Australians have the global distinction of having among the highest level of awareness regarding environmentalism, waste management, and natural conservation. It’s so important that entire political careers can depend on a party’s stance on preservation of natural resources. Nevertheless, even with this vast amount of knowledge and obvious significance, many Australians aren’t familiar with e-waste.
Most people assume that electronic means digital information or something that doesn’t exist in the physical sense. This can be confusing when discussing e-waste, as any kind of discarded of information can simply go away with a single key stroke.
Revenge of Forgotten Electronics
Professional builders cleaning providers such as newfocuscleaning.com.au explain that e-waste refers to the hardware devices and items that people throw away once a new model comes out. There’s an estimate of more than twenty million units of such e-waste lying in landfills across the country.
These devices are dangerous to the environment if left out to rot in the sun; not only because these devices don’t rot, as these contain toxic materials that can cause significant damage in large quantities. These materials include lead, mercury, and fire retardants, which has the potential of mixing with ground water and affecting the country’s water supply.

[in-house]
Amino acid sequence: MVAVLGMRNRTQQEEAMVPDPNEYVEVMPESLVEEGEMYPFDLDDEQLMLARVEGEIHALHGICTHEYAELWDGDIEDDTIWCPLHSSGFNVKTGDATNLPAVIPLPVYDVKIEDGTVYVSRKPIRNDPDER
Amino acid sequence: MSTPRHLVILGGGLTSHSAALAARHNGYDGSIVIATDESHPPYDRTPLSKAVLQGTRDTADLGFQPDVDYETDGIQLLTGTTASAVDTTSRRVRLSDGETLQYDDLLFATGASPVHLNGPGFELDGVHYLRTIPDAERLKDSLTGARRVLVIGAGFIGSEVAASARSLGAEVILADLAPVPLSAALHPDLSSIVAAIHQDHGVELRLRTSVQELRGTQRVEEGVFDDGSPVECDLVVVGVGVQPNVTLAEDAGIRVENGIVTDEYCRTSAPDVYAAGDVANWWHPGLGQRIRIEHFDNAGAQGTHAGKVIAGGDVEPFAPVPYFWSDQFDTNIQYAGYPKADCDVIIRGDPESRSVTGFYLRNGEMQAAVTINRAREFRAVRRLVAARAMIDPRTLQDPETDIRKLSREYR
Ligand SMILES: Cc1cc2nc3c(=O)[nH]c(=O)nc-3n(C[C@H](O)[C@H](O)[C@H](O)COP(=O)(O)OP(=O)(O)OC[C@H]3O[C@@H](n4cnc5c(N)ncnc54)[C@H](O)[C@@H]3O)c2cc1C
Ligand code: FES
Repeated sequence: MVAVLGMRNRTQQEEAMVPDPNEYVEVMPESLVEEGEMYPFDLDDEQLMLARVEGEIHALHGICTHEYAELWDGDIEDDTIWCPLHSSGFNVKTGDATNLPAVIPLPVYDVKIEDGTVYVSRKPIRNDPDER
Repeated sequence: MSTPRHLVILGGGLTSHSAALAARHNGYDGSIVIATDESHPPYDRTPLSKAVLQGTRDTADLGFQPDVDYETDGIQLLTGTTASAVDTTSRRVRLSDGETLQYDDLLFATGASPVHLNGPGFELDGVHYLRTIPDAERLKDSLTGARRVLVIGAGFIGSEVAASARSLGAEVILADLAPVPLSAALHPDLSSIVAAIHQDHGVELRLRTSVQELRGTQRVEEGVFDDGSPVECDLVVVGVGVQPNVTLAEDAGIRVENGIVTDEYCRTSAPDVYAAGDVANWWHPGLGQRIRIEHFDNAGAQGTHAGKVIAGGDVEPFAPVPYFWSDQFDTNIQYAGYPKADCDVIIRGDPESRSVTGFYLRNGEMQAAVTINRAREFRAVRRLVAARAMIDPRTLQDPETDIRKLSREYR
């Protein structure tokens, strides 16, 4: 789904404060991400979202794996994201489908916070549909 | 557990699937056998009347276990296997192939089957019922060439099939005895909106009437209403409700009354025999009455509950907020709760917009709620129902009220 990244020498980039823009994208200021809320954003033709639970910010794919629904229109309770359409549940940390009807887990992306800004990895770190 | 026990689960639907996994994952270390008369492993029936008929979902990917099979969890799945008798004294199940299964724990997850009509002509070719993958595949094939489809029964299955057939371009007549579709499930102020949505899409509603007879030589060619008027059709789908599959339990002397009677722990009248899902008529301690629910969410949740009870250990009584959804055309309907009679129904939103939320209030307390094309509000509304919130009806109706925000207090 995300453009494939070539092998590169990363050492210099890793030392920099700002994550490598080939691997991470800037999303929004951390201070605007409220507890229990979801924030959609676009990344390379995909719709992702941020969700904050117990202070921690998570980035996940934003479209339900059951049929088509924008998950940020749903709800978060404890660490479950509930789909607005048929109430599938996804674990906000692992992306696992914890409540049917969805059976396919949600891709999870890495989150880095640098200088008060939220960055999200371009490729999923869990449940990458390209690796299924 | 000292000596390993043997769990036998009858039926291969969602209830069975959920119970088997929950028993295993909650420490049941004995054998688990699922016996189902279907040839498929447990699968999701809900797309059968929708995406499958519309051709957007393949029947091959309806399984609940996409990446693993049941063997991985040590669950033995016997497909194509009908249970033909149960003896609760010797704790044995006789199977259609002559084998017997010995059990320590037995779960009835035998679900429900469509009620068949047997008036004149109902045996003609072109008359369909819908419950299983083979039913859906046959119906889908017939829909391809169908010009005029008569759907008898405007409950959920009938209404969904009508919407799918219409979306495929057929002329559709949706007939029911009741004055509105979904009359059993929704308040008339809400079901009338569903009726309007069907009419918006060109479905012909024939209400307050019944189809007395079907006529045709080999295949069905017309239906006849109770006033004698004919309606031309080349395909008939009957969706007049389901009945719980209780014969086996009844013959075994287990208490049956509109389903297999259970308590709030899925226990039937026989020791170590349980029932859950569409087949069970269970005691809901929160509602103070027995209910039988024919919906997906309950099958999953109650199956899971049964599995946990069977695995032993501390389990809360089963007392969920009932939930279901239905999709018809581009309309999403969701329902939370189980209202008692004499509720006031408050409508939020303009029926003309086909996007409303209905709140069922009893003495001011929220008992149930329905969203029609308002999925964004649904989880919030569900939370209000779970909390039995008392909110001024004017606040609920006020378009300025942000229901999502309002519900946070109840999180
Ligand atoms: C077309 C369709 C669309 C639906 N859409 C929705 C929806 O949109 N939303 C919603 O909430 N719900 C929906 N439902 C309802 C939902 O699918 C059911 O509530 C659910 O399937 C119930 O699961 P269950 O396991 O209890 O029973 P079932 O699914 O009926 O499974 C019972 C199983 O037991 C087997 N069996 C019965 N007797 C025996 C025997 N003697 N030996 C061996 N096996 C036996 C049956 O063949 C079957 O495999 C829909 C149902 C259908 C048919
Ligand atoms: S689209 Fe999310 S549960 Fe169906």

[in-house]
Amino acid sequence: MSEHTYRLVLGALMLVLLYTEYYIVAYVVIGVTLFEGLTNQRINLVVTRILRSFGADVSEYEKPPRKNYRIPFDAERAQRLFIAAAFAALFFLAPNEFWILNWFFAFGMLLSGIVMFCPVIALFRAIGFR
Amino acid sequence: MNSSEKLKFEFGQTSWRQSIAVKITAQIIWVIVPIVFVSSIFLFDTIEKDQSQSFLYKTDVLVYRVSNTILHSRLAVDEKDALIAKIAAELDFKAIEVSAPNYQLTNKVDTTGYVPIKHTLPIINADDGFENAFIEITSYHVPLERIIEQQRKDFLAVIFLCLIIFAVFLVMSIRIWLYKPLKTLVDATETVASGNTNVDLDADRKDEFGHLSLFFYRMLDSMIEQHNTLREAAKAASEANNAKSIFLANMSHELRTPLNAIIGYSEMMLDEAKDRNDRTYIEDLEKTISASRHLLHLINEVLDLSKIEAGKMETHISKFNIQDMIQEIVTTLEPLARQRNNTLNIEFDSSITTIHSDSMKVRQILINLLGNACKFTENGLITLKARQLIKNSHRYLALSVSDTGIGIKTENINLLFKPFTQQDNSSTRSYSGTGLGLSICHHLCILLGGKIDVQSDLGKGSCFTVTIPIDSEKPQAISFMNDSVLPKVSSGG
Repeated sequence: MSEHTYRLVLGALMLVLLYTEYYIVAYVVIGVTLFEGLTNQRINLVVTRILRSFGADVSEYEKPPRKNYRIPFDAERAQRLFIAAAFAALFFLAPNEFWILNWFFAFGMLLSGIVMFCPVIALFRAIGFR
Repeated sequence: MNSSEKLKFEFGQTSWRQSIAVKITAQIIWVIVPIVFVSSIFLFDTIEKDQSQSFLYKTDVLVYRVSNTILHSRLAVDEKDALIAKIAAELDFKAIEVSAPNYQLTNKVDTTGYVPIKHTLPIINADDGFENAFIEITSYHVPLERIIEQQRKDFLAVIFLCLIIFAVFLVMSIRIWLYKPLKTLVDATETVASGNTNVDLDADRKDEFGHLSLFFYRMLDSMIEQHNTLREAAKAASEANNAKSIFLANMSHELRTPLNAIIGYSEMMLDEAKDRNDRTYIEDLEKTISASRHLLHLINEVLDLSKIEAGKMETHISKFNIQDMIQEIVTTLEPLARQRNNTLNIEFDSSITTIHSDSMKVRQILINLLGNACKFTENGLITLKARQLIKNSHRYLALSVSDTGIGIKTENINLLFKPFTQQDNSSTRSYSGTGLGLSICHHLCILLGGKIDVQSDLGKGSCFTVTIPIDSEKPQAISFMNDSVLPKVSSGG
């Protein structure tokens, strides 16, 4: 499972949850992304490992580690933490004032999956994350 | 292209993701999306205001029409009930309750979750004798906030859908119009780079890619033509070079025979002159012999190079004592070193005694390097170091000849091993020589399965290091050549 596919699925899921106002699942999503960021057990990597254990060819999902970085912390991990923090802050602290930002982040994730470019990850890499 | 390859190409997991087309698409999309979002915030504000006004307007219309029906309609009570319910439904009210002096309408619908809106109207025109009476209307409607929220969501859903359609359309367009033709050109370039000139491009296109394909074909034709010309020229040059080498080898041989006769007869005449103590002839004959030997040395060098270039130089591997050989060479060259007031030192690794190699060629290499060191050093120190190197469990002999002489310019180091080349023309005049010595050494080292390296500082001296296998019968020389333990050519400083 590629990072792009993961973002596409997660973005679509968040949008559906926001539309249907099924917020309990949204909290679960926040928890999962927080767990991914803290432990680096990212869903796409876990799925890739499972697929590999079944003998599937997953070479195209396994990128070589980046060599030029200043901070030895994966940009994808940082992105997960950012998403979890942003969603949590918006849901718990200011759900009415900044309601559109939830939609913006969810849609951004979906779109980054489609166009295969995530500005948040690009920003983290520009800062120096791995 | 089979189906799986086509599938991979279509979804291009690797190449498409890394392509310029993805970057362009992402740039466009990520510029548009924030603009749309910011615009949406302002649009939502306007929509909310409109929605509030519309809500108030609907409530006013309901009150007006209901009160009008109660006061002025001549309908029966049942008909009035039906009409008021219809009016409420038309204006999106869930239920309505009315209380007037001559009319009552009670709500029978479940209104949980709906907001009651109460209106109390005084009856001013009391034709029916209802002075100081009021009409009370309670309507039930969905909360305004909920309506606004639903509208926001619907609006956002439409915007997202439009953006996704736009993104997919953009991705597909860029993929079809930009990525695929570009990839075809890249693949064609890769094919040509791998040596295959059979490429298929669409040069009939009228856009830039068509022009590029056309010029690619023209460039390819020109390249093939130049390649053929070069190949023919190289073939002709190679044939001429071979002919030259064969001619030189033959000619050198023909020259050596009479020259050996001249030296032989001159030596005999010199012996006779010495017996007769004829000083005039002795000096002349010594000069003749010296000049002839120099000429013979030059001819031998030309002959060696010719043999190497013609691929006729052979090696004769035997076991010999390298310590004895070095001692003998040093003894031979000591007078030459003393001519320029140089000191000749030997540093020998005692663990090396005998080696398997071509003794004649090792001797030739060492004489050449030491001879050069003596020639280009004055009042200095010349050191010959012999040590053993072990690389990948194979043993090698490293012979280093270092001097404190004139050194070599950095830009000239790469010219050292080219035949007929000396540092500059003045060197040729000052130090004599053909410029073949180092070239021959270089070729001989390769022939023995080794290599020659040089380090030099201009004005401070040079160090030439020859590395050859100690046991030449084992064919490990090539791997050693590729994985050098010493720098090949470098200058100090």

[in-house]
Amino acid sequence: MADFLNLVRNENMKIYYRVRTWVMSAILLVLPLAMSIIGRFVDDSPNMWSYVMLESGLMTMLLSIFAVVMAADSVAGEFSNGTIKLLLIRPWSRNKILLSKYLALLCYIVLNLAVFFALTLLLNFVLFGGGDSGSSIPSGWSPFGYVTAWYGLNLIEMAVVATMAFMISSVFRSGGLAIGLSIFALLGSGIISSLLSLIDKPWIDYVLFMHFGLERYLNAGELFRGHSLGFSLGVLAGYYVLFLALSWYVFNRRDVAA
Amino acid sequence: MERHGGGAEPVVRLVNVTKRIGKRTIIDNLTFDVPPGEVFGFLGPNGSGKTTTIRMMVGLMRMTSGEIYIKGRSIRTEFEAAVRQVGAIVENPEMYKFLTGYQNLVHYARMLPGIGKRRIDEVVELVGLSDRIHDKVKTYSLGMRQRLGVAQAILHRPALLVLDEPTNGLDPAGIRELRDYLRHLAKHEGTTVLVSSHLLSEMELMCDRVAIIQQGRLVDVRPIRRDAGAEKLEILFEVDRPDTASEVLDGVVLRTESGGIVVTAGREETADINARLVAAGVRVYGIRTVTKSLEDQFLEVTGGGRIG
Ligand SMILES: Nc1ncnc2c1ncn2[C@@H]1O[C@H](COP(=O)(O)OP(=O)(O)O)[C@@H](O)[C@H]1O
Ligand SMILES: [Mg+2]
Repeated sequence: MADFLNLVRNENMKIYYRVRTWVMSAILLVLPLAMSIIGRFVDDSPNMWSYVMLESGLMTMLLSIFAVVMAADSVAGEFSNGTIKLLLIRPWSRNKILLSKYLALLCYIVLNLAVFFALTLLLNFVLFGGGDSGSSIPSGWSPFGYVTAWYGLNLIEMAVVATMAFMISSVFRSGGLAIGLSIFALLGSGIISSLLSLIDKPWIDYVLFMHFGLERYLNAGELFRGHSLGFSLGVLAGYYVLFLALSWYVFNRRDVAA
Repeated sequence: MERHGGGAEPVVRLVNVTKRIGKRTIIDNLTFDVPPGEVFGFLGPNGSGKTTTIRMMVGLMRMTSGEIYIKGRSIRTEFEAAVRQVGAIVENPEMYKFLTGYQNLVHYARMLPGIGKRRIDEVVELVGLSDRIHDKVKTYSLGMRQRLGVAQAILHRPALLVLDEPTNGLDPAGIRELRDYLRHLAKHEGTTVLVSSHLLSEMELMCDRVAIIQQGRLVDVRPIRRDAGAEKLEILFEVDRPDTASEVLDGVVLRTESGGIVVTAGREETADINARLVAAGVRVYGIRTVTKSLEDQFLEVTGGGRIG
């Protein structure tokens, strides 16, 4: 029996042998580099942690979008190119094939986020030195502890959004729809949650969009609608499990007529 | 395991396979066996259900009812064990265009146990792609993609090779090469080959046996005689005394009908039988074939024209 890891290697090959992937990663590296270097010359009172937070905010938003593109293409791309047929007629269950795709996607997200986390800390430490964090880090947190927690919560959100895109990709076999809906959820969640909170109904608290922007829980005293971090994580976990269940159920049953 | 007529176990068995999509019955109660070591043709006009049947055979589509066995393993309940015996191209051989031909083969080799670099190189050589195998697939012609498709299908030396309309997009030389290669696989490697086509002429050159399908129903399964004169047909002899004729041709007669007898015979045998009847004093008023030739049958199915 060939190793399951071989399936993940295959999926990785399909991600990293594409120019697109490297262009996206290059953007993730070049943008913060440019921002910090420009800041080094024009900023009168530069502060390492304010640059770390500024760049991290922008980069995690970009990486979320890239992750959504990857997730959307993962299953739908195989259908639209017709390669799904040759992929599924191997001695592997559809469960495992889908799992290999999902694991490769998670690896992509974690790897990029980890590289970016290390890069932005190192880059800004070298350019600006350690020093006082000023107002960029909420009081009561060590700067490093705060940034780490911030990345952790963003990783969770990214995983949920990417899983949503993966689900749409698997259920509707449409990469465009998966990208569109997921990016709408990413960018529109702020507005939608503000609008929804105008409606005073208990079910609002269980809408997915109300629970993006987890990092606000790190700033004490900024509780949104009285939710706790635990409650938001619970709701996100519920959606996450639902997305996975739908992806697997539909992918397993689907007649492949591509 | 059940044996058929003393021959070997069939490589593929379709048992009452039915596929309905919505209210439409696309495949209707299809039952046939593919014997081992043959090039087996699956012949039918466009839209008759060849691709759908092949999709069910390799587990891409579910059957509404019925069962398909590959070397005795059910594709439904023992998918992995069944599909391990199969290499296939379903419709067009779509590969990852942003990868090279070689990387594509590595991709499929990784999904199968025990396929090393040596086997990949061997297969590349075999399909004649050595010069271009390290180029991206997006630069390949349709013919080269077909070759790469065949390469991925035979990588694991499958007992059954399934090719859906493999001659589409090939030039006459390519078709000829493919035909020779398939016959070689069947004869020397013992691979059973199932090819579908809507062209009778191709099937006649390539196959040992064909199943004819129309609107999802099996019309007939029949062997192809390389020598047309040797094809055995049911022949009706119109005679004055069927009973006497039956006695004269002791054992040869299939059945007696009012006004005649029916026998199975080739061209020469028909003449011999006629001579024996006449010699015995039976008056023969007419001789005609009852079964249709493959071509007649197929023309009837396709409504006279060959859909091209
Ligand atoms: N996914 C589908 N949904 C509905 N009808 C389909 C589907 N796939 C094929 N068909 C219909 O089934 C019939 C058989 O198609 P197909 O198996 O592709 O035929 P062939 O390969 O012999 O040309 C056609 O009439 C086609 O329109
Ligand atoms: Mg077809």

Fortunately, there are ways of disposing of these devices without putting the environment, and people, in danger of toxic poisoning. The collection and disposal of electronic devices such as televisions and computers are described under the national scheme known as the Product Stewardship Legislation. The framework of the scheme includes voluntary and mandatory product stewardship on the disposal of electronic devices.
Due to the quick recognition of environmentalists regarding the potential dangers e-waste, the adverse effects to the environments have been minimal. Still, the country can only maintain that status if everyone stays vigilant in their efforts in keeping e-waste and their toxic materials out of landfills, the soil, and ground water.